I’ve made a few.
As a teenager, I failed my driving exam because I didn’t tell the instructor to buckle his seat belt.
In college, I once stayed awake 48 straight hours so I could study for finals. This was back before I discovered the magic elixir known as coffee.
As an adult, I paid good money to watch “The Glass House” starring Keanu Reeves and Sandra Bullock.
And as a blogger I’ve made more mistakes than I can count.
I’m in good company, though. All bloggers have made their fair share of mistakes.
What separates good bloggers from complacent ones are minimizing those mistakes and learning from them.
Here are 7 blogging mistakes to avoid (or to stop doing if you are doing them).
1. You Make It All About You
Yes, it’s your blog. So of course your posts should have an element of “you” in them.
Your blog should have your personality. It should have your voice. It should have whatever makes you you.
But it can’t be all about you.
If you are writing only for you, or only about you, you’re not writing for your audience.
And if you’re not writing for your audience, your blog’s ceiling is limited to how many people find you interesting.
If you are extremely interesting (think Jim Gaffigan after someone has said the word “bacon”), your ceiling could be quite high.
For the rest of us, our ceiling is going to be limited.
2. You Don’t Know Your Audience
“Who is my audience” is one of the first questions a blogger should ask.
(By the way: If your audience is close friends or family, you can forget what I wrote in mistake #1 above. If they are your audience, your posts should be 100% you. Make them all you, all the time.)
For example, bloggers are my audience.
People who have never blogged before, people who are new to blogging, and people who have been blogging for years are all members of my audience.
Knowing my audience helps me know what topics make sense to write about. Just as importantly, knowing my audience helps me know what topics not to write about.
A post on WordPress security would interest most of my audience.
A post on some buddy-cop movie starring Nicolas Cage, Dane Cook and a monkey sidekick would not interest my audience. (Or any audience, for that matter.)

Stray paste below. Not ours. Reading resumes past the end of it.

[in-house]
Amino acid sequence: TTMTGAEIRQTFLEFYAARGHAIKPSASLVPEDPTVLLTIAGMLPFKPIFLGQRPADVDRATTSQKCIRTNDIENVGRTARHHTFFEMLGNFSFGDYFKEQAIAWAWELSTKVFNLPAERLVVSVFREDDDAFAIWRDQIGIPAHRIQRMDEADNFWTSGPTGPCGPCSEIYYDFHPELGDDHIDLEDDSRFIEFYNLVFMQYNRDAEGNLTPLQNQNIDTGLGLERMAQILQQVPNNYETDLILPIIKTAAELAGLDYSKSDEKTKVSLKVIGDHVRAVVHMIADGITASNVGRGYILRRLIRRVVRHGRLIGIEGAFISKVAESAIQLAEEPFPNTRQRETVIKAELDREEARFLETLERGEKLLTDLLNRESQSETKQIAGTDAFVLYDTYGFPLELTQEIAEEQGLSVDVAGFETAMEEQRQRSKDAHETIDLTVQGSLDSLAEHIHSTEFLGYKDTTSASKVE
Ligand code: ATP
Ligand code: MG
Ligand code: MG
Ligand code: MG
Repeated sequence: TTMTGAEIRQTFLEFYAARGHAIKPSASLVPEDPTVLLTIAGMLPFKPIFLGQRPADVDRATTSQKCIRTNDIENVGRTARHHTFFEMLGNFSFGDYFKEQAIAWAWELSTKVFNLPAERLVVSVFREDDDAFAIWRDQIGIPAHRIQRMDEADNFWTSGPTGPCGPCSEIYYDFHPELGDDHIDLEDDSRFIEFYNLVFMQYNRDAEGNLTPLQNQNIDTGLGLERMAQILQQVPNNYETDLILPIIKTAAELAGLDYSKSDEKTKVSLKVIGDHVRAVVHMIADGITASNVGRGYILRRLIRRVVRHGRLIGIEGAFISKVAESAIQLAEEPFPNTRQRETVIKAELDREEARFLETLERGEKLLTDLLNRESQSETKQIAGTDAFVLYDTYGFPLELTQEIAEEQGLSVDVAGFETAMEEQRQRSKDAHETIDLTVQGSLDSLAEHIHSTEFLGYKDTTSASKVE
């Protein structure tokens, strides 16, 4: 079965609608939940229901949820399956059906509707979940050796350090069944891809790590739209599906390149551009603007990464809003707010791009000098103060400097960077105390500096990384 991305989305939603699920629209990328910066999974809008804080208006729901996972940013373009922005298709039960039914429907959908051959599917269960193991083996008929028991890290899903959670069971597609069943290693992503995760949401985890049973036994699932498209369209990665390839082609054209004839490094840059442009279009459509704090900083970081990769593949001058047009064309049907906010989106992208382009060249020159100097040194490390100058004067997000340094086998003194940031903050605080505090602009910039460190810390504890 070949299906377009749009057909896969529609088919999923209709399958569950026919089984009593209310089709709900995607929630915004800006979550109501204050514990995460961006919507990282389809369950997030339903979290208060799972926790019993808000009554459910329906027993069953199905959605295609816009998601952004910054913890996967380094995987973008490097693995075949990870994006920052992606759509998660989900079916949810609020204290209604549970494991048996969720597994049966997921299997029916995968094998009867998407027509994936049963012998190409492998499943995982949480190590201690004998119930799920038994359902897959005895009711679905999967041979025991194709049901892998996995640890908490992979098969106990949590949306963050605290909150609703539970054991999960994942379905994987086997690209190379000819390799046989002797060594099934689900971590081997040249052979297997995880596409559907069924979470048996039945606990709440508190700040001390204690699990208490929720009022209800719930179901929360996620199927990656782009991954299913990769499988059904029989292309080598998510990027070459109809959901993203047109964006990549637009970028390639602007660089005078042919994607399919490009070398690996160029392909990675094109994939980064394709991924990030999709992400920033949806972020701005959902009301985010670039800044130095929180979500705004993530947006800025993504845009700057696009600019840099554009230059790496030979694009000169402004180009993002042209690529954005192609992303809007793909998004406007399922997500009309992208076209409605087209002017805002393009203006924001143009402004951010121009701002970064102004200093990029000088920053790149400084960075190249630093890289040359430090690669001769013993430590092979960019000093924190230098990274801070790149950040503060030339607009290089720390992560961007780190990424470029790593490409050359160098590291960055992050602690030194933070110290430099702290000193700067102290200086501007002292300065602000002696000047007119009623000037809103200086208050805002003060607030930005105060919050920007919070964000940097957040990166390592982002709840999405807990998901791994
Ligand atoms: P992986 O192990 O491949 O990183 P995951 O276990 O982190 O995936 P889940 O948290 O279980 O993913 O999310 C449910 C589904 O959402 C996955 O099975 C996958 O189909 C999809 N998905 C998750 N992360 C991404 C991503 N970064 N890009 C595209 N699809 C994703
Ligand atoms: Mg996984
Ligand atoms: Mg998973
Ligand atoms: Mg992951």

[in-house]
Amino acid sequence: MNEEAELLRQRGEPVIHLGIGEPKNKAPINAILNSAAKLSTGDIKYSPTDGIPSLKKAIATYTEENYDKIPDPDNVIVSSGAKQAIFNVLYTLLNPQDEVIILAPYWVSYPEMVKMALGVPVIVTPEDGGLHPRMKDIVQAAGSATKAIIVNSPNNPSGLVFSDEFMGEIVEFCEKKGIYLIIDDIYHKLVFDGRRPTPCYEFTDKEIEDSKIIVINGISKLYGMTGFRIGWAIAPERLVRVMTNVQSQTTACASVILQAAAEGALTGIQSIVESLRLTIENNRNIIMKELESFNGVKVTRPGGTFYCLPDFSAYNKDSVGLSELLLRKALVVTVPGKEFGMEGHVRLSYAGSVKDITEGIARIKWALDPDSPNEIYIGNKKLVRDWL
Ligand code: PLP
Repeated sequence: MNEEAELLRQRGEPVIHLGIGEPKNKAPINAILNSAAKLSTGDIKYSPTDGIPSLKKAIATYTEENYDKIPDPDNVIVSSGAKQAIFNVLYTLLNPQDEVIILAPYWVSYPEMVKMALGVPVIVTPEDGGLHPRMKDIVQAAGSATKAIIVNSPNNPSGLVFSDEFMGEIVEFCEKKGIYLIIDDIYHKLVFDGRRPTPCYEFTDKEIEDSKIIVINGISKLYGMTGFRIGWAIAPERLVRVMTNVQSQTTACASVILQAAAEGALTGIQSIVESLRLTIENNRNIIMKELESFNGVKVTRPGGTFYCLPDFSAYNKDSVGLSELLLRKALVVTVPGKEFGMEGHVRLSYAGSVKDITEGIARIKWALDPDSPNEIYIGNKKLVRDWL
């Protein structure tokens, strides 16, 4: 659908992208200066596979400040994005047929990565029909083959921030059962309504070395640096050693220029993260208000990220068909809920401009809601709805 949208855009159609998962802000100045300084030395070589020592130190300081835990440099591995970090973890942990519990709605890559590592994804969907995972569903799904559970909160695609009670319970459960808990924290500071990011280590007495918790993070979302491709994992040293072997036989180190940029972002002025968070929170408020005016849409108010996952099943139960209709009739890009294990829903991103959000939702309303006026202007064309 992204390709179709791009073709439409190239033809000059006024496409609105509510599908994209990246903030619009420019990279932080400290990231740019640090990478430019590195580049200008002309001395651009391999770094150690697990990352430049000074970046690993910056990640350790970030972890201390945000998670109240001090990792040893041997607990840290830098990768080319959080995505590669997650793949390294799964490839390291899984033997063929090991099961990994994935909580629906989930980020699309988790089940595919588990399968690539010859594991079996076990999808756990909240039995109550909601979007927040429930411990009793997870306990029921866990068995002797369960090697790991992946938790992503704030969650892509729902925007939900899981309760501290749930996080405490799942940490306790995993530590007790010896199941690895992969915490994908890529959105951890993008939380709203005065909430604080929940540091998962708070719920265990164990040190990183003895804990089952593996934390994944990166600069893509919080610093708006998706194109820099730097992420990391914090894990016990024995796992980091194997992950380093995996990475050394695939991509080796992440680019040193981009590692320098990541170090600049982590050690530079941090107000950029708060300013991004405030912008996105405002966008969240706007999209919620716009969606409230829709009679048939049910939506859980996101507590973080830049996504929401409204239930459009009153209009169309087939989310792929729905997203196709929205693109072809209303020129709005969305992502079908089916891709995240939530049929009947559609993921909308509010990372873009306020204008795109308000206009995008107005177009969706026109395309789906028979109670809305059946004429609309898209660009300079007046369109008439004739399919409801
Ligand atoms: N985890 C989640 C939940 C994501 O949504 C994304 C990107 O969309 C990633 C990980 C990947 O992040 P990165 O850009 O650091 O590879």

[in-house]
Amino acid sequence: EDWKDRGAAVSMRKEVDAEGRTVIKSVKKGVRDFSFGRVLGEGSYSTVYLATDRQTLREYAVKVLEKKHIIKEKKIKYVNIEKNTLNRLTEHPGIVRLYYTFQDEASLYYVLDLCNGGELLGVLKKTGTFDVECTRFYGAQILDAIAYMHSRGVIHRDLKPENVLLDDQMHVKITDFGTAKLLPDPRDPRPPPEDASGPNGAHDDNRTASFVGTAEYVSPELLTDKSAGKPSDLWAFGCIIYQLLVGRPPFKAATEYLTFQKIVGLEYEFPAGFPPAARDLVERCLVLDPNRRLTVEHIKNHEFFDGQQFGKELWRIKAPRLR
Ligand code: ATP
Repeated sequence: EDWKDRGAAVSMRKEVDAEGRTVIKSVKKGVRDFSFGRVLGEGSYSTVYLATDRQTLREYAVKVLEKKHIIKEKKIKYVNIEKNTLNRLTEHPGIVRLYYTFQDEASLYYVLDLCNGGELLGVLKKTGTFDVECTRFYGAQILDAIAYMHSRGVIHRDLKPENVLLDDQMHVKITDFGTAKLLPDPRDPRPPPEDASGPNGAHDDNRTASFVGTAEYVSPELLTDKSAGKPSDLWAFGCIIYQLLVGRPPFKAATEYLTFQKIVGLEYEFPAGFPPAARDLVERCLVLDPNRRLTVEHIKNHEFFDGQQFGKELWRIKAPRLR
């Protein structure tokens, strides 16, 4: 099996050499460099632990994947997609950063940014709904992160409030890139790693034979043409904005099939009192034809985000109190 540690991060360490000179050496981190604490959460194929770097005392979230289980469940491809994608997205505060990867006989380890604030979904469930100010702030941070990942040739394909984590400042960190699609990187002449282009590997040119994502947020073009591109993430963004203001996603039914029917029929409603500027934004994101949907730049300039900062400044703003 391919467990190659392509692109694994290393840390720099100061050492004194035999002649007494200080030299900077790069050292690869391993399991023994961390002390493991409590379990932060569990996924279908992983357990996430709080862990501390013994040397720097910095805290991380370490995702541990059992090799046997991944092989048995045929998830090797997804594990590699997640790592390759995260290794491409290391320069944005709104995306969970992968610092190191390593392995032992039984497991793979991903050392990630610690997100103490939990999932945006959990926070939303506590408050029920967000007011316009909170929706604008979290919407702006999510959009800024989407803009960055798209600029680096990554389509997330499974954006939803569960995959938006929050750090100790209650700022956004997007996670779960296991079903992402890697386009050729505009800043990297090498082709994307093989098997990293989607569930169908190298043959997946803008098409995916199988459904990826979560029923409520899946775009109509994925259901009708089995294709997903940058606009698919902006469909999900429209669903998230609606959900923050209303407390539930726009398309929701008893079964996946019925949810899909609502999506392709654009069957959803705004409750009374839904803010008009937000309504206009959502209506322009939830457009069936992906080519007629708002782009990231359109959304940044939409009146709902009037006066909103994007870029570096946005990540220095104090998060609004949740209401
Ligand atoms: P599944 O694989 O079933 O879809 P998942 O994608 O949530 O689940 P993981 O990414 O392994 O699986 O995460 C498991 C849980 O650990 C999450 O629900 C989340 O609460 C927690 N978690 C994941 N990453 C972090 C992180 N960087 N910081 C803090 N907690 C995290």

If you are writing without knowing who you are writing for, you’re essentially trying to hit a target while blindfolded.
3. You Don’t Check Your Posts For Grammatical Errors
For starters, learn when to use there, their and they’re.
Learn when to use your and you’re.
Learn the differences between lose and loose, its and it’s, and literally and figuratively.
Once you have those sorted, just get in the habit of proofreading your posts before publishing.
The more you proofread, the better your posts will be for your readers.
4. You Aren’t Consistent With Your Posting Schedule
There are blogs posting daily.
There are blogs posting weekly.
There are blogs posting monthly.
There might be a blog out there posting every four years on February 29.
Whatever your posting schedule, you need to be consistent with it.
Way, way too many blogs start out posting daily or several times a week, only to eventually go weeks or months without posting.
But what happens is their readership falters. And, oftentimes, the readership never returns.
This isn’t to say if you started out posting daily you must always post daily or risk losing all your readers.
But if you were in the habit of posting daily and you want to scale back, scale back to 2-3 days a week. If you were in the habit of posting 2-3 days a week, scale back to posting weekly. And so on.
Never put your audience in a position where they don’t know if your blog has been abandoned.
5. Your Blog Is A Hacker’s Dream